Enter Will Cooper: The 21-year-old new neighbor with an intriguing passion for performing "Slams". Will and Layken immediately form an intense and emotional connection neither of them knew they needed until it was found. However, the two of them are slammed to the core when a shocking revelation forces their relationship to a halt.
Once again, Layken must put on a brave face and accept that which she cannot control, but when a family secret comes into play, it becomes the ultimate test of her resolve. Unable to accept the harsh reality of her future, Layken puts everything at risk and turns to Will for solace.
Both Layken and Will struggle as they attempt to find a balance between that which keeps them apart and the feelings that pull them together.
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Customer ReviewsMost Helpful
By Ms. V. Cistiakovaite on 04-02-13
A very pleasant and easy listen
This book is very pleasant. Easy to listen to - I really liked the narrators voice. The story is well paced and the story is sweet, it's uncomplicated. Will be liked by teenagers and young adults.
1 of 1 people found this review helpful
Customer ReviewsMost Helpful
By Jane on 17-08-13
Not for me. Too much teen angst.
Too much sadness and grief.
This is first person present which is my least favorite. I have given 5 stars to a first person book, but I’d prefer to never read another one.
18-year-old Layken and 21-year-old Will have one date, fall in love, and then find out they cannot be together for a period of time. They must stay away from each other. But that is hard to do because they see each other almost every day. There is a lot of frustration and angst. I was disappointed that there wasn’t enough relationship development either during the book or at the end. I wanted to see some being-in-love-together time, and I wanted to know about Layken’s plans. But the ending cut that off.
The setting and subject matter were depressing. Teens have lost their parents for different reasons, including accidents and illness. They suffer but are able to survive in good ways. This might fit the mood for some readers, but for me it was a downer. I feel like the author used that for depth, rather than relationship development or other events.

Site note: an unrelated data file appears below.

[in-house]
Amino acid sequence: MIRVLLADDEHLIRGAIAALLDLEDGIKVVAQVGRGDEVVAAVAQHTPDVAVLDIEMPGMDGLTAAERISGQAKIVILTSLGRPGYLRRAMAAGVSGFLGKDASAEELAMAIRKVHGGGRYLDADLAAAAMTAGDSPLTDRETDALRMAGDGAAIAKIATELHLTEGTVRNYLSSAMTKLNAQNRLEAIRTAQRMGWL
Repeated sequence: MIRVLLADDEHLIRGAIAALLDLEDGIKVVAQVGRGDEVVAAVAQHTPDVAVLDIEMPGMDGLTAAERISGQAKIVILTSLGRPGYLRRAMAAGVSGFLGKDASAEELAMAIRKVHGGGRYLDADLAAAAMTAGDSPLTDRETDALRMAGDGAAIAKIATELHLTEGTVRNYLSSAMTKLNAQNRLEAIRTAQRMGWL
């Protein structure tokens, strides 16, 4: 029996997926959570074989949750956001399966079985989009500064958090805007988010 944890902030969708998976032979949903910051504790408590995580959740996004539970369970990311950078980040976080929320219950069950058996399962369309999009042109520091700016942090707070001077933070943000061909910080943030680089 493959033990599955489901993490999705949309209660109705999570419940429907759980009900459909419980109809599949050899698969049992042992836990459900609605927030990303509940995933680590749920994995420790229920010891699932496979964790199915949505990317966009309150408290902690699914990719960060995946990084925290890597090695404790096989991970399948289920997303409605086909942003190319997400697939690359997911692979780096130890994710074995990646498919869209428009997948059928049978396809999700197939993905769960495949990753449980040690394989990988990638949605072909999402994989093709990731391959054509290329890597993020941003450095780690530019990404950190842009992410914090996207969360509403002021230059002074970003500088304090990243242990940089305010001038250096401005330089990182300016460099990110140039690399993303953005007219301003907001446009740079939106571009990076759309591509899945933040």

I did not enjoy the following.
1. Layken is angry or angsty and does stupid or insensitive things.
2. Layken assumes something bad about someone and gets angry, slamming doors, leaving, not letting that person explain. But later she learns the truth and it wasn’t what she thought.
3. Layken is mad at someone. They are calling her. She won’t answer her phone because she doesn’t want to hear them apologize. But, they were calling about an emergency that needed her attention. So we have more angst because she didn’t answer the phone. I don’t mind if she doesn’t have her phone or it’s not charged, but to purposely not answer it for that reason? No. It felt contrived to provide some angst “I’m not going to answer.”
The idea of slamming, performing poetry at a night club was interesting. And several characters read poems that way.
The author needs a grammar editor. She frequently used I vs me incorrectly.
The narrator Heidi Baker was ok, but I was not pleased. She has a teen-speak-accent that I couldn’t place (emphasizing ending syllables). I’m sorry, I’m spoiled. I prefer the generic American accent.
Genre: young adult contemporary romance
9 of 9 people found this review helpful
By T. Lykins on 15-04-15
Love story that will tug at your heart.
Loved how one of my favorite books has been brought to life. The narrator speaks and makes the characters seem real.
5 of 5 people found this review helpful